Written and Directed by Derek Ahonen. Produced by The Amoralists. At PS122. (CLOSED)
The Amoralists' stated goal of producing work "of no moral judgment" presents an obvious challenge for critics and aggregators of critics. And while the critics listed below cannot help but judge this three-act comedy-drama about contemporary bohemians, their inevitable judgments are rather more diverse than the flattened B grade above suggests. More than a couple reviews point out Ahonen's unpaid debt to Rent, but most forgive this and other shortcomings as part of the slacker spirit embodied in the show. This re-mount of a 2007 production features a couple new cast members and seems to leave everyone with something to think about afterwards. But in a sharp dissenting opinion from the other side of Washington Square Park, our bohemian standard-bearer, The Village Voice, finds Piper "cheap" and derivative.
Time Out New York A
(Adam Feldman) Ahonen has written full, complex characters, and the committed cast approaches them with sincerity and heart. This is exciting work, fresh and refreshing: The Pied Pipers of the Lower East Side makes you want to follow the Amoralists wherever they go next.
(Jon Sobel) Playwright Derek Ahonen has a finely tuned ear for the way his Communist-Anarchist-Environmentalist heroes and heroines talk. The play skewers their free-love and pop-psychology platitudes, while loving the characters to death at the same time. I say "the play" because while Mr. Ahonen may be responsible for the dialogue, the Amoralists truly are, as their mission statement proclaims, an "actor driven" company. It feels as if these actors were born to play these parts. The play is a perfect whole -- not for a second is the theatrical spell broken. And somehow the political and moral message survives all the mockery.
Off-Off Online A
(Doug Strassler) Ahonen’s play is never one-sided. We understand why Dear’s thinking is hopeful but flawed, and why Donovan’s philanthropy is so self-serving. He asks important questions and, while Pied Pipers offers plenty of reasons, leads the audience to arrive at their own answers to them. What is abundantly clear, however, is how important all six of Ahonen’s characters are to him as people. Love stories don’t come any purer than this.
(James Comtois) This is a wonderful show I had a great deal of fun with. It simultaneously deals with both abstract ideas and physical human behavior. Although it's not perfect—there are some subplots and ideas conveyed that are a little less developed than others—Ahonen's show, produced by The Amoralists, offers a fun, thought-provoking and sometimes intense night of theatre, something that's well worth the audience's time, attention, and money.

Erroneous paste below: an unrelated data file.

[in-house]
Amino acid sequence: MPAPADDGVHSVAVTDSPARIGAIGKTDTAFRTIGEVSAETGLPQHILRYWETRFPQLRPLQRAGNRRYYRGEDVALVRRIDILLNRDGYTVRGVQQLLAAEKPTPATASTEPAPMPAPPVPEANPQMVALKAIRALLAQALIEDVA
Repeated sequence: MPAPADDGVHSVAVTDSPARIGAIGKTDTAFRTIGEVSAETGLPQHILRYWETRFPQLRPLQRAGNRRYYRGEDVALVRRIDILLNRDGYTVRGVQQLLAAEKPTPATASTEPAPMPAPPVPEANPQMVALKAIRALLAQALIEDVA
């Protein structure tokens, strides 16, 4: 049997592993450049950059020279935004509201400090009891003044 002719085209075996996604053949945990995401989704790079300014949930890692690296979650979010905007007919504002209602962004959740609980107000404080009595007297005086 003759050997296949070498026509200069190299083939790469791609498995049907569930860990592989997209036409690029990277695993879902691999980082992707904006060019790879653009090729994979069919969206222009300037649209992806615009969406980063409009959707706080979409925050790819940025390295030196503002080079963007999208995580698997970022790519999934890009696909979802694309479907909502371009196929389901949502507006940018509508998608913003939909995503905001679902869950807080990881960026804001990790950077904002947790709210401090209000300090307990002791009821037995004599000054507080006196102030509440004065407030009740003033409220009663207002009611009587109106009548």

(Suzanna Bowling) In a sense this story is the cliche of what happened and is still happening to the East Side and in a less dramatic way to New York. The play is funny at times if not a little long. The actors are full of energy and flesh out the characters so we know exactly who these people are ... Presented by The Amoralists, it is fearlessness, intelligent, outrageous and real ... a must see.
The New Yorker B
(Branden Jacobs-Jenkins) What this nearly three-hour dose of high-energy Steppenwolf-style realism is doing at the avant-garde haven P.S. 122 is anyone’s guess. But the young company’s deep commitment and contagious exuberance—marred only by an eagerness to turn every scene into a screaming match, a handful of borderline overly passionate performances, and an extended instance of somewhat gratuitous full-frontal nudity—brings to mind the vitality that distinguished the early Off-Off Broadway work of artists like Sam Shepard only a generation ago.
(Dan Avery) Pipers offers humor, titillating nudity and some interesting philosophical nuggets. But it’s not clear whether we’re supposed to embrace it’s radical theories or laugh at them.
The Village Voice D
(Miriam Felton-Dansky) It's easy to see Pied Pipers as an indictment of leftist Americans—scarfing soy cheese, spouting Zapatista chants, ignoring the capitalists keeping insolvency at bay. Ahonen doesn't pursue this theme, instead demanding sympathy for his brats while playing them for sitcom-style laughs: cheap nudity, vegan jokes. Like the original Pied Piper, these stinky bohemians don't lead us anywhere good.
Theatre Mania D
(Dan Bacalzo) In the first few minutes of Derek Ahonen's The Pied Pipers of the Lower East Side, now at PS 122, characters scream at each other, throw things, do drugs, and make out. This pattern then continues, with slight variations, for two hours and 45 minutes, including two intermissions. While the production (also directed by Ahonen) is not without humor, it ultimately comes across as wearying and lacking depth.
Time Out New York A 13; Blogcritics.com A 13; Off-Off Online A 13; Nytheatre.com A- 12; Examiner.com A- 12; The New Yorker B 10; HX.com C 7; The Village Voice D 4; Theatre Mania D 4; TOTAL: 88/9 = 9.78 (B)